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2.02.2017

Matters of the heart: Having healthy relationships

No matter if you are entering a new relationship with a partner or have a life-long partnership, keeping a relationship healthy is not just about hearts and flowers. The key is communicating skillfully and behaving respectively. Remember, the quality of your relationship can affect all aspects of your life – your self-esteem, health and even productivity. These tips can help foster a healthy relationship that brings out the best in you and makes both partners happy.

Building blocks for healthy relationships

Communicate openly and honestly. You should feel comfortable expressing your needs, thoughts, opinions, and feelings.

Be supportive. Support each other’s goals, dreams, and ideas—even if they seem entirely different from your own.

Develop trust and dependability. Keep your obligations and show up where and when you promised.

Keep expectations realistic. Realize that your partner will not be able to meet all your needs.

Show respect. This should be number one in your “communication toolbox,” especially during conflicts.

Always listen non-judgmentally. Show that you value the other person’s opinions.

Accept differences. Always try to stand in the other person’s shoes, seeing their perspective. This also includes respecting differences in background, culture or religion.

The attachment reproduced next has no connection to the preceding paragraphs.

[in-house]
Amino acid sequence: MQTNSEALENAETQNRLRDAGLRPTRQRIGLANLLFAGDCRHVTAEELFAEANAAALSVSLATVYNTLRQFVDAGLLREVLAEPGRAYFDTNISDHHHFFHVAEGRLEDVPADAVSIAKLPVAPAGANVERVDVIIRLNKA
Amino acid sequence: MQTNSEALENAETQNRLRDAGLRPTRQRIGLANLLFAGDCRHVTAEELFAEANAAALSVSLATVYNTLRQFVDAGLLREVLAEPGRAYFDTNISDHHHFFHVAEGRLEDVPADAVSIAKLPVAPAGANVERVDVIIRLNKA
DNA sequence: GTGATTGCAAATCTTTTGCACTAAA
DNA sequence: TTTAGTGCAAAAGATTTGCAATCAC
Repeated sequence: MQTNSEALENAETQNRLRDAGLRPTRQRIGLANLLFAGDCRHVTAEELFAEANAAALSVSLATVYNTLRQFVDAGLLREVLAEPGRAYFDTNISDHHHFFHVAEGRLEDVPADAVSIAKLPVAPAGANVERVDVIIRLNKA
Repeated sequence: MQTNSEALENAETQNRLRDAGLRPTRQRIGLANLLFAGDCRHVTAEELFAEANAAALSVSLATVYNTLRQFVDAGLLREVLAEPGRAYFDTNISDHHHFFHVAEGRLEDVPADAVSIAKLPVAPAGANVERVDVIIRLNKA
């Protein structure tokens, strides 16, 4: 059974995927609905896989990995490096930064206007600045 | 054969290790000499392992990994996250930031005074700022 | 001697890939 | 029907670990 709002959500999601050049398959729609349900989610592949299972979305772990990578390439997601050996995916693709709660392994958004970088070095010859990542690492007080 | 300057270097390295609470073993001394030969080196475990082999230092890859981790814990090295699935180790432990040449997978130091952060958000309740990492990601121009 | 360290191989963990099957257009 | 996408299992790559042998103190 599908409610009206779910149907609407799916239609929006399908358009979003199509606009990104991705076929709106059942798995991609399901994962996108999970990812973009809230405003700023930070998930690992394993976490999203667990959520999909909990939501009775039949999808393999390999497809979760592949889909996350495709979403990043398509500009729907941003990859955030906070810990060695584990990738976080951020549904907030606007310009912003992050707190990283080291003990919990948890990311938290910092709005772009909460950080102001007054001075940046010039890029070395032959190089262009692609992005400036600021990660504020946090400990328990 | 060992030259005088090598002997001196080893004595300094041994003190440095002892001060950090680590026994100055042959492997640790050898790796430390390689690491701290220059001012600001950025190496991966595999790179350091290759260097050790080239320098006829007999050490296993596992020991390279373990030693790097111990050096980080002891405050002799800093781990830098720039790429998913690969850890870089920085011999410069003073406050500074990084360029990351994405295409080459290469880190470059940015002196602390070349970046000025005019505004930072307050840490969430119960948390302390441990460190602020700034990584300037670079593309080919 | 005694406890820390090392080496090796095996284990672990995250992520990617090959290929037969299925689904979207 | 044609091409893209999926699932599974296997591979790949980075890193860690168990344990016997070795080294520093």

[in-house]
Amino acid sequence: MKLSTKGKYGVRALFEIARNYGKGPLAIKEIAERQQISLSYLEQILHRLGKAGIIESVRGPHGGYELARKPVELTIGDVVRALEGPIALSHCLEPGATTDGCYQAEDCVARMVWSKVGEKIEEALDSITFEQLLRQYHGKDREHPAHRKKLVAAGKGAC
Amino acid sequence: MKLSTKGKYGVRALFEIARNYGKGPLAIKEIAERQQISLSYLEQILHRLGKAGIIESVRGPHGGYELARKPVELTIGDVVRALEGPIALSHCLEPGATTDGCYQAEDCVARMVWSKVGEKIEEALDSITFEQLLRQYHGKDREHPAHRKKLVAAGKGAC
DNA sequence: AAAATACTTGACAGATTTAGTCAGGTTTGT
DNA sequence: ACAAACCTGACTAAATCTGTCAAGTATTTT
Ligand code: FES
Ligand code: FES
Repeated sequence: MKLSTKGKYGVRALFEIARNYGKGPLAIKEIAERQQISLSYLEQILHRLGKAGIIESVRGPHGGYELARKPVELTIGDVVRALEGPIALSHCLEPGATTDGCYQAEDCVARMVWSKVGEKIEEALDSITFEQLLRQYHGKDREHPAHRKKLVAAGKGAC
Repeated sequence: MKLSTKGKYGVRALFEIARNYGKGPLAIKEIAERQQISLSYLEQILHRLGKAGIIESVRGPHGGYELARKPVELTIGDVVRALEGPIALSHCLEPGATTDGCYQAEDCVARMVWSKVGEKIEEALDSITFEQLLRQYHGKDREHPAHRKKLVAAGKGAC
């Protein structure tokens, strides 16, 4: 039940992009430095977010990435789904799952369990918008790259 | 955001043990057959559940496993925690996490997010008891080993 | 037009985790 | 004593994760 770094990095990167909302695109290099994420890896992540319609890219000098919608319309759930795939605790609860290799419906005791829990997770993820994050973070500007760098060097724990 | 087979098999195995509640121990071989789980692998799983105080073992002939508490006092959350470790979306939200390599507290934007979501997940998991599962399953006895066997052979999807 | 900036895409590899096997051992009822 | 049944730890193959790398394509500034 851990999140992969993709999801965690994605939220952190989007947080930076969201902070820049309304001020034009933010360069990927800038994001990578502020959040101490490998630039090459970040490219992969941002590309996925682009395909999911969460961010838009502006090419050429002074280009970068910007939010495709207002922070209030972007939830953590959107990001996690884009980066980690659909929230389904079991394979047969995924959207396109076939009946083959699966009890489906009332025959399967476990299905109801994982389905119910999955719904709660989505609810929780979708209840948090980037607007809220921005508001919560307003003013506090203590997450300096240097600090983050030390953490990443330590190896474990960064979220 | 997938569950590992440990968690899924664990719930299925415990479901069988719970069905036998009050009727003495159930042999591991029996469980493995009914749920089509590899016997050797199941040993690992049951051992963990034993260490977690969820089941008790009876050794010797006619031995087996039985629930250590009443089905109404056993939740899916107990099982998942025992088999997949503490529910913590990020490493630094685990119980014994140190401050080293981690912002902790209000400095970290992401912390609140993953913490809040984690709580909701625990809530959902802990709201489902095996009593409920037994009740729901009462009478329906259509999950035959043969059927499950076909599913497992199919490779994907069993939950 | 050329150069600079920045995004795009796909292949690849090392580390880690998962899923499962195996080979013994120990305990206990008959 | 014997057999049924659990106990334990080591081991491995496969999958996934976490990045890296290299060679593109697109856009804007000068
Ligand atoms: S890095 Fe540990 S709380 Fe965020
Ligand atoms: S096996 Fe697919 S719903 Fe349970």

Take responsibility for mistakes. Did you forget an important social event? Fail to do something you said you would? Apologize and strive to do better.

Cooperate and share. This goes for sharing the upkeep of the relationship—don’t leave it up to just one partner to maintain regular contact between you or to discuss important issues, for example.

Learn to speak up for yourself when conflicts arise. Remember to the use the “I” word. For example, instead of saying, “You never help with the chores,” say something like, “I feel that the division of chores is uneven and I’m left with the lion’s share of duties. Can we find a way to balance it so it feels fair for both of us?” Using a non-confrontational approach can go far toward resolving all types of issues.

Be willing to compromise. Having to be right or wanting things always to be “your way” can damage the relationship. The goal is to negotiate and make adjustments so you both can be happy with the result.

Remain comfortable with time apart. Spending all your time together can be smothering and may even stunt your growth or your partner’s growth. Remember to take advantage of other relationships and activities such as hobbies, sports, and social events.

Maintain non-threatening behavior. All interactions should remain positive without worry of safety.

For Health Advocate members

  • If you’re a Health Advocate member with access to our EAP+Work/Life Program and have issues with relationships, talk to your Health Advocate Licensed Professional Counselor. You’ll receive free, confidential help, and if needed, referrals for additional support.
  • If you’re a Health Advocate member with our Advocacy services, contact us to speak with a Personal Health Advocate who specializes in behavioral health. The Personal Health Advocate can help you identify resources for help.